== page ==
The Good Vampyre (522 Words)
‘You knew she was a vampire.’
‘I swear I didn’t.’
She met his wild glance with pain of her own.
‘Then why are you here?’ she asked. ‘Robin? What are you doing?’
‘I found out as you did. If I had known, could I have kept it from you? Have I hidden anything from you? Sissy?’
She still held her mallet ready, the wooden stake at his heart. She did not know why. But like someone who feels the boards shift under their feet, she was afraid to move, afraid to allow him even a hope of reprieve. At his endearment, her hand shook and her grip was suddenly uncomfortable.
‘You’d hide this,’ Mabel said. ‘You’d hide a vampire.’
Robin surprised her. He was not angry or proud–but he did something that hurt her very much. He went down on his knees to her. And seeing him there, her brother, playmate, and friend, Mabel almost forgot the coffin behind him and the coldness of the crypt. She almost forgot everything but his white face and clasped hands.
‘Mabel, don’t,’ he said. ‘Oh God, for my sake, don’t.’
‘She is a—a—’
‘I love her.’ Robin looked to her with naked eyes. ‘You are wrong about her somehow. I feel it in my soul.’
The young woman was trembling. When she spoke, her voice was like someone else’s, it was so frail and thin.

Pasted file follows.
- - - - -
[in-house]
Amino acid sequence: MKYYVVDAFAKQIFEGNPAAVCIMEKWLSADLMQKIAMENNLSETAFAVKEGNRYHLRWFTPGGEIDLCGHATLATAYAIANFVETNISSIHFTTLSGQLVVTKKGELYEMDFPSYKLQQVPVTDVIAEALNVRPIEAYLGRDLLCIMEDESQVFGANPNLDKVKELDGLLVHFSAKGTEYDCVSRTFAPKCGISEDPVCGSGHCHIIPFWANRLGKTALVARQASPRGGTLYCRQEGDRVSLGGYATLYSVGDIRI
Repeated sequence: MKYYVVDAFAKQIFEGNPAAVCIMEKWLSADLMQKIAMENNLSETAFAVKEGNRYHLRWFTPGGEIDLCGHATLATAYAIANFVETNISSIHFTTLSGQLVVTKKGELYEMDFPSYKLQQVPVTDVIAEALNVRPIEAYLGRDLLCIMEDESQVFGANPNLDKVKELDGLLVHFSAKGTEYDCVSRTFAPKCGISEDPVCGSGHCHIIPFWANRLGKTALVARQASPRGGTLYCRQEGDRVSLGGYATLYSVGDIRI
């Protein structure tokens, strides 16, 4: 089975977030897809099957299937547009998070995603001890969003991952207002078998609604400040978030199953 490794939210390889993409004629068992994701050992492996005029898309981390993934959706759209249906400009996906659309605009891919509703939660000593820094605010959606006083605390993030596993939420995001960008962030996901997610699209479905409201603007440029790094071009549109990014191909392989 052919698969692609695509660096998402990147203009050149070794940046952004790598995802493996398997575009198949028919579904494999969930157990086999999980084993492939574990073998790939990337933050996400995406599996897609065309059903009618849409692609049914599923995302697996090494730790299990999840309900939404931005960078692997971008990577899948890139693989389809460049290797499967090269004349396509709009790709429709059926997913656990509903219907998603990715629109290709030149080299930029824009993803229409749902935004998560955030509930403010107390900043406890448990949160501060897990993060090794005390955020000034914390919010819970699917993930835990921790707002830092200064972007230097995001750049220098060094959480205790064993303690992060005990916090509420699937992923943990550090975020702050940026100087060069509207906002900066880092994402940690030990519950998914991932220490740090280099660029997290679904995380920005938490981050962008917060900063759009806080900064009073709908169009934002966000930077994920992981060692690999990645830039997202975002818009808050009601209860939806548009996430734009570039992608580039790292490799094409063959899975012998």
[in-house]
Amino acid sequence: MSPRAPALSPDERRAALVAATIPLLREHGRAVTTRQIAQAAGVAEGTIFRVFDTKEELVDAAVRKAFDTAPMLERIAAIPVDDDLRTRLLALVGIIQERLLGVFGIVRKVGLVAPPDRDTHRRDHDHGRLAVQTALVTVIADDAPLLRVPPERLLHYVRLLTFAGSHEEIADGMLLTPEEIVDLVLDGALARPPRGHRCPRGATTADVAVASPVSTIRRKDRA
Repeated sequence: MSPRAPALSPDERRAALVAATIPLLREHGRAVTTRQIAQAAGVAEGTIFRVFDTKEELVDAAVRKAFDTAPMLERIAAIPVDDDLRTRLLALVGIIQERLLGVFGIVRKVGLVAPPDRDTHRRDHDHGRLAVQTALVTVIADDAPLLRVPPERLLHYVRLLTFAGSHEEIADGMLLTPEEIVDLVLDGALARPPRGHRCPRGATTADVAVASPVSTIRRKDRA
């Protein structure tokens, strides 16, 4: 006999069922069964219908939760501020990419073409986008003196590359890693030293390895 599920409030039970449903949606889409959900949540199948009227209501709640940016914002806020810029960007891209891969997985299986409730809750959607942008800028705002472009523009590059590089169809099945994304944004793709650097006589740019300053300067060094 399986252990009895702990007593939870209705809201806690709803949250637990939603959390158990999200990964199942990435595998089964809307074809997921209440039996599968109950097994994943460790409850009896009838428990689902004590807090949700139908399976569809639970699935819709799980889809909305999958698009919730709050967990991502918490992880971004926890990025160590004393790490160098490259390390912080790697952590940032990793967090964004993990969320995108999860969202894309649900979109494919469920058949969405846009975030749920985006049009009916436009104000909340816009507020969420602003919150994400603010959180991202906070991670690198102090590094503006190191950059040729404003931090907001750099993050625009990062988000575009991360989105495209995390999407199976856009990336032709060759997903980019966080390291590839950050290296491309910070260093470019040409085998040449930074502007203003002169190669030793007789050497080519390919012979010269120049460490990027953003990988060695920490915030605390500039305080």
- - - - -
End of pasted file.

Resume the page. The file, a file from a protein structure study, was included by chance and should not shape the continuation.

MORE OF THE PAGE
‘You are in thrall,’ she said. ‘You don’t know what you’re saying.’
He lifted his hands. It was supplication; it was defiance.
‘No,’ Robin said. He undid his cravat, his collar. ‘Not once, never has she tasted my blood. Look at me and see. Look—look. There is no mark. Do you see it, Mabel? Are you afraid of me, too? Please, Sis, look.’
She did look.
It was true.
‘Lay the crucifix on my brow,’ he said, ‘set it to my lips—I am my own, and my soul is secure.’
Mabel took out her necklace and unclasped the chain. The little wooden cross was warm in her hand. Carefully, flinching, she pressed the crucifix to Robin’s forehead. His skin remained whole and healthy–there was no reaction, no blister. Ashamed, she pulled away, but he took the crucifix in his own hand. He kissed it, and Mabel knew that he wept not only because he could not quite breathe, but because she saw the moisture on his lashes and the large clear drops that fell in his palm.
She gasped, ‘You’re hurt—are you hurt? Robby—?’
He raised his head and held out his arms. She flung herself into her brother’s embrace, pressing her face in his shoulder.
At length he drew back.
‘I love her, Sissy,’ he repeated again, more softly, less painfully than before. ‘It is not an unnatural love. I know you, you baby, you bad, bad thing, and I want you to know—if you harm her, it’s my heart you are killing. Think of this, please—I know you do not like her, but think.’
She rubbed her eyes.
‘I don’t know what to do.’
‘Do what you must,’ he said. ‘Help us. Please.’
Written in response to Sue Vincent’s Thursday Photo Prompt. Check it out! The beautiful picture made Wallie and me think of vampires–to our shame–and consequently there isn’t really a vampire in this flash scene. Oh well.